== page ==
My favorite review said that Ruby Slips and Poker Chips is worth more than five stars, but that’s just my ego talking. I love that a lot of the reviews talk about my no-holds barred characters and how funny and twisted they can be.

What else do you like to do besides writing?

I love to travel with my family. One of our favorite places is Disney World. We’ve also been to Europe a couple of times and traveled in our car around the United States. I also love to read, hike, and play with our golden retriever puppy, Maggie.

 Who is your favorite “secondary” character to write?

In Ruby Slips and Poker Chips I enjoyed writing all the secondary characters – the witch, the scarecrow, the tin woman, and the lion. It was so much fun thinking about how their character traits could play out in real life. Out of them, I think the lion was my favorite. He literally shows up at the door with dishwashing gloves on because he’s afraid of germs—think Howie Mandel.
In the Weaver, my favorite secondary character is Missy. She reminds me a lot of my roommate in college and she’s just plain fun.

What is you most interesting writing quirk?

Hmm … I’m not sure if I have one of these. There’s a twenty-one year old avid reader in the basement who I hash out ideas with. We’ll sit and talk for an hour or so about where the books might go. He REALLY wanted me to kill off a character, and it may or may not happen.

What common pitfalls trip up aspiring writers?

Don’t go cheap on your cover. Make sure it is genre specific and eye-catching at thumbnail view. Hire an editor. If you are not publishing traditionally, make sure you have multiple eyes on your manuscript. You can’t catch everything, and you might glance over things since you know the story so well. Keep growing. You are never an expert. I’ve learned this in teaching, if you’re not growing, you’re stagnant.

What are you currently reading?

I’m currently reading a fiction book called The Fall of Lilith by Vashti Quiroz Vega. It’s about the angels Lilith and Lucifer and their fall from grace. I’m also reading Write to Market by Chris Fox. Even though I love weaving tales, I’m not the best at marketing them to others. It’s an area I’m trying to improve.

Find and Follow Heather Kindt!






Heather Kindt grew up in Derry, New Hampshire, but now resides in the mountains of Colorado with her husband and two children. She loves writing YA fantasy and humorous fiction. Her debut novel, Ruby Slips and Poker Chips, won the Dan Alatorre Word Weaver Writing Contest. The first book in her NA paranormal romance trilogy, The Weaver will be released in August. To learn more about her and the great things that are coming in her writing world, visit her website at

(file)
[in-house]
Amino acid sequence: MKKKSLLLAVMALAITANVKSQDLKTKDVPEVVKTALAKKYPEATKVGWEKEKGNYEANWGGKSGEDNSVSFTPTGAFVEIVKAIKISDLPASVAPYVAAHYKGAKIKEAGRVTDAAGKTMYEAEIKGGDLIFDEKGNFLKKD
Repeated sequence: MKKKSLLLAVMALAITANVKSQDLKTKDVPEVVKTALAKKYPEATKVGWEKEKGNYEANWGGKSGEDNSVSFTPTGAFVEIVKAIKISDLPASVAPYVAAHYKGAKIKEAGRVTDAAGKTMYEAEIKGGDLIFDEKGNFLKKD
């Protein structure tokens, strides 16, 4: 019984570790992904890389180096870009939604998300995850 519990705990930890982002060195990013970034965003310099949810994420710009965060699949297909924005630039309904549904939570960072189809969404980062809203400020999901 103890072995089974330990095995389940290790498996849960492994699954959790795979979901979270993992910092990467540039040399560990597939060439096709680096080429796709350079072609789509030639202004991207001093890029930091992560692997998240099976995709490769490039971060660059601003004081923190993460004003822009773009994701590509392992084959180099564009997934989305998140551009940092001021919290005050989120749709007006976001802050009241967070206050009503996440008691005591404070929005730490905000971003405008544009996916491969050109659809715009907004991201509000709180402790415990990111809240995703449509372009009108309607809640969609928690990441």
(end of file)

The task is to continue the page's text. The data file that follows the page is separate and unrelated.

Short Story Friday

The Love of Each Other’s Lives


Arbor Barrow


Rudy is literally a fish. Rudy wants people to know that because when he implies that he is a metaphorical fish, most people are confused. Rudy is a fish and lives in a saltwater tank at a fancy restaurant on the west side of a big city. He only knows this because he can see a sign outside the tank that says “Welcome to the West Side” and beyond that he can see the tall and pointy skyscrapers of a huge city. In his tank is a miniature version of the city with little cubby holes he can pop out of. Before his time in the tank the little miniature had the name of the city printed on the side, but the salt water of the tank had long since worn it away all that was left were the letters R U D and Y. His name.

Rudy is literally in love with the owner of the restaurant. Rudy wants people to know that because metaphorical love is meant for poetry and Rudy is not a poet. The restaurant owner is a man named Finny. Finny is a part time chef, part time sea captain, and full time love of Rudy’s life. Finny comes to Rudy’s tank and feeds him every morning before the restaurant opens and every evening before the nighttime rush. But most importantly of all Finny tells Rudy stories about the outside world. The last story Finny told Rudy was about the time he was thrown into the “drink” (this is a term that Rudy has come to understand as a place called the ocean which from what he can gather is a very large fish tank somewhere out there in the world) and had to swim back to shore with nothing but his wits and the clothes on his back.